In January 2001, the producers forced Shainberg to fly to L.A. to
begin preproduction. "It's torture to sit around and talk about
movies and not make them," Hobby says. While Shainberg scouted
sites and hired a cinematographer, Fierberg wondered, "Are we
shutting up shop?" Then, after they'd approached close to 30
actors, ICM's Funicello called. "I know this is going to sound
weird," Fierberg remembers Funicello saying, "but I've got
the perfect actor to be in this movie... James Spader."
IN HIS TRAILER, Spader, eating pasta with fancy mushrooms and listening
to Django Reinhardt, says he may be as comfortable on a movie set
as he is anywhere --- "that feeling of relaxation and serenity
and comfort" is how he puts it. In fact, the 42-year old, who
sometimes has trouble sleeping at night, naps effortlessly on a sofa
or on the floor of a set. And yet Spader, a veteran of more than 30
movies, is quick to add that he doesn't really like to work that much.
"I've never been interested in a career," he says. "Do
I think [making movies] will consume my life? Not a chance."
He likes to sail, to read, to walk; he takes summers off.
The way he tells it, he never even considered the script the first
time it was sent to him --- "for simply financial reasons."
"At a certain point, one has to be practical," he continues,
sounding like the working man's movie star. "I have to make my
nut." And so when he finally read the screenplay a year later,
he was intrigued.
Spader can be rather stiff and formal, speaking so carefully you can
almost hear the punctuation. Sex, he says, is probably the subject
that intrigues him most. "I understand desires and needs. I understand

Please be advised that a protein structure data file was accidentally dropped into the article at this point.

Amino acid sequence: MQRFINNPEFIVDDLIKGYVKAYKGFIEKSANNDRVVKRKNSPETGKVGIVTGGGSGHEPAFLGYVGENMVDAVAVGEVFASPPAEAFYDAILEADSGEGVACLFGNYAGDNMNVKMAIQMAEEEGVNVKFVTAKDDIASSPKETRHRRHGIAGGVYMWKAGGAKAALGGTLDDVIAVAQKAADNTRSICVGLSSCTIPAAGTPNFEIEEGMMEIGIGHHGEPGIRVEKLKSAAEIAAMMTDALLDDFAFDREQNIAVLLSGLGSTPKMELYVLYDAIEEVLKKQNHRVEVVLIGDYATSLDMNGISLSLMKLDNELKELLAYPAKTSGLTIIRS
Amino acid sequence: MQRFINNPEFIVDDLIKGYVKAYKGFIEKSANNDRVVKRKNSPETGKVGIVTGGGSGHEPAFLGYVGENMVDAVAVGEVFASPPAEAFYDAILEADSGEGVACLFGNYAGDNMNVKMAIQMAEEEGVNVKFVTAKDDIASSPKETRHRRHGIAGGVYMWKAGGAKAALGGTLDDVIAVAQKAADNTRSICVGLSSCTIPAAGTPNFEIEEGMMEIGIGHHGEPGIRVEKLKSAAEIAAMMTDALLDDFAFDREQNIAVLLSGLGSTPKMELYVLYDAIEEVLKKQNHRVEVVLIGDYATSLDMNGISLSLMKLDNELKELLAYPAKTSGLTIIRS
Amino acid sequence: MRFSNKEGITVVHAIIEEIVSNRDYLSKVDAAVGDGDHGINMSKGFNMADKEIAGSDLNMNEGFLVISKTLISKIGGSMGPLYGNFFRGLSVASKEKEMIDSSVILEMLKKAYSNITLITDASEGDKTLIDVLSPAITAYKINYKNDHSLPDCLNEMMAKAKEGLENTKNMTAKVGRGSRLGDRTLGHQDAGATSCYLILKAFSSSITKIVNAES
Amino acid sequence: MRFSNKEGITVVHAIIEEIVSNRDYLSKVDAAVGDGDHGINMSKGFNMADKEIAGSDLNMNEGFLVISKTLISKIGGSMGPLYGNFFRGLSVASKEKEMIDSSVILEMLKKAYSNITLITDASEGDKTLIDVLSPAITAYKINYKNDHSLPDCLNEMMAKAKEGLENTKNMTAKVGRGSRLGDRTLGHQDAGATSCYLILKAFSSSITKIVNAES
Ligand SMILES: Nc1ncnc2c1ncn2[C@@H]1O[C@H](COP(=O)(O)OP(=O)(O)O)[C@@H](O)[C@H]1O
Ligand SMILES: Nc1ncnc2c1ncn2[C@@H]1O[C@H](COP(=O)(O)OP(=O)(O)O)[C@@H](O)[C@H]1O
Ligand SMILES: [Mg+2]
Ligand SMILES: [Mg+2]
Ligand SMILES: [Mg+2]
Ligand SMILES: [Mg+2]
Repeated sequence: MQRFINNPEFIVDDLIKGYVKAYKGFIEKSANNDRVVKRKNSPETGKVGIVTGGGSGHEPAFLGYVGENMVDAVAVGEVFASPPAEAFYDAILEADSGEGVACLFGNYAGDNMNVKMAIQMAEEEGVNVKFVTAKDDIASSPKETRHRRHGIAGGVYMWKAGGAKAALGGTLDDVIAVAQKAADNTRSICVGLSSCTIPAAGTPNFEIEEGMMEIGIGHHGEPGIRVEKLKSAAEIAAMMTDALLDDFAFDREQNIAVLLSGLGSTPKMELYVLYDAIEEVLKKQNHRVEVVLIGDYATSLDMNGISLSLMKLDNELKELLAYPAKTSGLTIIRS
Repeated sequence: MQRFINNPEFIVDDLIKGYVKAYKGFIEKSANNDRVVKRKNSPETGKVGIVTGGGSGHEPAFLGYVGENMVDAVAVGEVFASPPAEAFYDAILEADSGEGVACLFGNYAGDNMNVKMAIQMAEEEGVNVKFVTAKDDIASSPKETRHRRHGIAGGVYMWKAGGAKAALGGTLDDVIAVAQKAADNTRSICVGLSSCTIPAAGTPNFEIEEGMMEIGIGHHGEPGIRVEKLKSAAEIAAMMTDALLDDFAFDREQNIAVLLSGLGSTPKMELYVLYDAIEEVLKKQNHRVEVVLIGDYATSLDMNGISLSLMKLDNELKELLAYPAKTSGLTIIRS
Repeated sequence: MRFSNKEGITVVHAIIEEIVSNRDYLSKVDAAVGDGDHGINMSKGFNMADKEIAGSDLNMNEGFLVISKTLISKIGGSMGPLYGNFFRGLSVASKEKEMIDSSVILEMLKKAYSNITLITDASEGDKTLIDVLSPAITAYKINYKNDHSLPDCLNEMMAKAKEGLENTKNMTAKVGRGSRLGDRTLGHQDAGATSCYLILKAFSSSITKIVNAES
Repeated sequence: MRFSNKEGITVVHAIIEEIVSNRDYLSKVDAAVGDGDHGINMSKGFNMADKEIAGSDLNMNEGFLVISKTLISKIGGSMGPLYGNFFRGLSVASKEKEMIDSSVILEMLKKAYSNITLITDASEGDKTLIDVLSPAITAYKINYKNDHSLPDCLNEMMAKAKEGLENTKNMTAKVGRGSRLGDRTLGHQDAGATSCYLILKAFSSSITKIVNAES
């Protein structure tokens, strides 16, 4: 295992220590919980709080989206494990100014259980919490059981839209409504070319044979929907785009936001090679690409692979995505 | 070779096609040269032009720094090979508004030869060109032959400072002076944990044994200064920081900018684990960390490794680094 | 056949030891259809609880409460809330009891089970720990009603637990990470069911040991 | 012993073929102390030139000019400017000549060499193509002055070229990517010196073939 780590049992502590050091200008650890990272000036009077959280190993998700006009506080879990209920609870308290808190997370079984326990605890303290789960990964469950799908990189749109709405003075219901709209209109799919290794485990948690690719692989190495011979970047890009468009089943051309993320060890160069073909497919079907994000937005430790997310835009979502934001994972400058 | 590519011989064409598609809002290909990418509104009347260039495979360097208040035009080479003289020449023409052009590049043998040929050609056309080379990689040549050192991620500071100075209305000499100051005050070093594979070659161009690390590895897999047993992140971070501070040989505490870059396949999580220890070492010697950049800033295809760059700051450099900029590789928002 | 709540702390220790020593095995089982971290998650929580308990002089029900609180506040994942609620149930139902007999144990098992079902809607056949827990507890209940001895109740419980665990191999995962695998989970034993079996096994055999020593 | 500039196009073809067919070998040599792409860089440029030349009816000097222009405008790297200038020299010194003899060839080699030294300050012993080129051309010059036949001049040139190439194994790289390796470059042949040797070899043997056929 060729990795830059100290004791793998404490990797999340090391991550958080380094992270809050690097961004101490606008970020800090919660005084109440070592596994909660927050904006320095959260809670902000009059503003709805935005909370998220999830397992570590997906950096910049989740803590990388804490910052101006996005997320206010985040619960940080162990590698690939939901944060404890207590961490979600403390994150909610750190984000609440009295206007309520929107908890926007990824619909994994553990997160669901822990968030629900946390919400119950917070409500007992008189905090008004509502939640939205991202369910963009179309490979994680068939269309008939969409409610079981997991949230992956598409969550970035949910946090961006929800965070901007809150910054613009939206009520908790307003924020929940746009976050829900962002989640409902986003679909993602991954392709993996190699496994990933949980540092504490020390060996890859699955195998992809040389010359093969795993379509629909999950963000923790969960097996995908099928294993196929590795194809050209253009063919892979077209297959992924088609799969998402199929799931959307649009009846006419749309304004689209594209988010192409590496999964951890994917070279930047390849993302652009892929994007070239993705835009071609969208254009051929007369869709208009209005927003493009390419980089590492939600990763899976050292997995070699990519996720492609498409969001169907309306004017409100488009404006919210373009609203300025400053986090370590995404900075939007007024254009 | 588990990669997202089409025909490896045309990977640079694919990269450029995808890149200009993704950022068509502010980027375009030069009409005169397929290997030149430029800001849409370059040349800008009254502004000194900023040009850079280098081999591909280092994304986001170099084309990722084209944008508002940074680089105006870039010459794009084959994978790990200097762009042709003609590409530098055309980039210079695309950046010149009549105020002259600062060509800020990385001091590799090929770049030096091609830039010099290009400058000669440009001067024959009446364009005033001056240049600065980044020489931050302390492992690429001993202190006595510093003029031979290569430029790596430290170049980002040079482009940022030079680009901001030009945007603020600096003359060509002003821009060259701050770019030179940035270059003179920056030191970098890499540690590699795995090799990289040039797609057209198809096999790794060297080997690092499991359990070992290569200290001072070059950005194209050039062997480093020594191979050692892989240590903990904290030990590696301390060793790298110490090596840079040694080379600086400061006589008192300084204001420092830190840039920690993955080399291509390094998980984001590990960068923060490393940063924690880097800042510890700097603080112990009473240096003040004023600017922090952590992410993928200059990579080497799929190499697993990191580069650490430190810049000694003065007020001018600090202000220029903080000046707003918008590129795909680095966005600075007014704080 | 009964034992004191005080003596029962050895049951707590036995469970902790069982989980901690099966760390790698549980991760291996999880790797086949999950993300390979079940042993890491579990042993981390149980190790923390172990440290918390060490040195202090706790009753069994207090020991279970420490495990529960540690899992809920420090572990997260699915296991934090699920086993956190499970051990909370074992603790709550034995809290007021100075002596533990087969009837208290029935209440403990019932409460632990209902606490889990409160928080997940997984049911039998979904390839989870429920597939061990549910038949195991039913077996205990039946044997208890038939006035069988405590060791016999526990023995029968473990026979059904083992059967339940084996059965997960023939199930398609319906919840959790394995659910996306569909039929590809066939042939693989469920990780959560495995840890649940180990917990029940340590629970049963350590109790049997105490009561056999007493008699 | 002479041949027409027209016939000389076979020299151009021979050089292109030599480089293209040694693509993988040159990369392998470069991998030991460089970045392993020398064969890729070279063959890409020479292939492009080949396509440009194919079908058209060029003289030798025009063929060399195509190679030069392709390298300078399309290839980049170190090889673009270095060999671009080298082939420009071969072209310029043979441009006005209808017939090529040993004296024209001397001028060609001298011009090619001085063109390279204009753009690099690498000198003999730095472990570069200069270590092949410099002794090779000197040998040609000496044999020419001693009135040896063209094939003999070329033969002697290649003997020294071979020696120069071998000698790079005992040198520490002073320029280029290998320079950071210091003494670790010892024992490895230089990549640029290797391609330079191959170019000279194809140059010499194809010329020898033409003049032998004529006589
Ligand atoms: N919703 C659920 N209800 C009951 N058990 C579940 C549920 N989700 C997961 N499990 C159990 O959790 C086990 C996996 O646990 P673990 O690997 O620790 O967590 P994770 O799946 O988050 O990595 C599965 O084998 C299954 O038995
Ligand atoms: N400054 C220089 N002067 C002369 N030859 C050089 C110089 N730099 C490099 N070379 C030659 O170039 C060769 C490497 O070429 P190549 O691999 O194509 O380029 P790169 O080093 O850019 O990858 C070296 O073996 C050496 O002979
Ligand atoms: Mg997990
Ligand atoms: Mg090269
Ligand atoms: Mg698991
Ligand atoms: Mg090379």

sexuality. And obsessiveness," he says, sounding like the erotic
explorer from sex, lies. "And I am very curious about all that
I understand of it and all that I don't understand of it." Spader,
it turns out, sees the world in sexual terms. "I find that everything
relates to sexuality," he says. "It's unavoidable, inevitable.
It is what it's all about." He'd decided to take a role in another
small movie, and with both that and Secretary, he'd calculated he
could make his nut.
Would Spader play sexual sadist to an unknown masochist? He reviewed
Gyllenhaal's tapes. Shainberg recalls his reaction distinctly: "Spader
said, 'I think I would have quite a time spanking the hell out of
"James," Shainberg replied, "I think we're going to
get along just fine." Spader agreed to $100,000 per week for
four weeks, plus a percentage of the revenues --- not a lot by Hollywood
standards, but more than the production could easily afford.
Gyllenhaal, who'd been checking weekly with her agent, was thrilled
to finally be offered the part, her first lead. Then, with the role
in hand, a minor freak-out ensued. Look what she was being called
upon to do! Not only would Spader spank her bare behind --- the first
time he touches her onscreen --- but, in another tender moment, he
was supposed to masturbate on her. The film could descend into pornography.
"I was thinking about my grandfather coming to see this,"
the 24-year old actress says, winding one long leg around the other.
"The script has a lot of provocative questions that I didn't
know the answer to. And I felt like a lot of it was out of my control."
Her mother, Naomi Foner, the Oscar-nominated screenwriter of Running
on Empty, thought the script was good, if Gyllenhaal was ready for
it. Gyllenhaal showed it to her father, Stephen Gyllenhaal, director
of A Dangerous Woman and Waterland. "It was a little weird for
my dad," she says. At one point her agent, lawyer, and manager
tried to hammer out some ground rules for Shainberg to follow for
their young client. After all, Gyllenhaal had never played a love
scene of any kind before. They wanted Shainberg to sign an agreement
stating that "her nipples, crotch, and for lack of a better term,
'butt crack' will not be shown." Shainberg almost laughed out
loud, and refused to sign.
In the end, of course, Gyllenhaal couldn't turn down the part. And
as she sits with Shainberg on the set, she seems almost embarrassed
by her hesitation. She might still have a lot to figure out --- even
basic stuff, like what to do during 15 minutes of downtime while the
lights are rearranged. (First she tried "to stay as full of energy"
as she is right before the camera goes on. Then she realized it was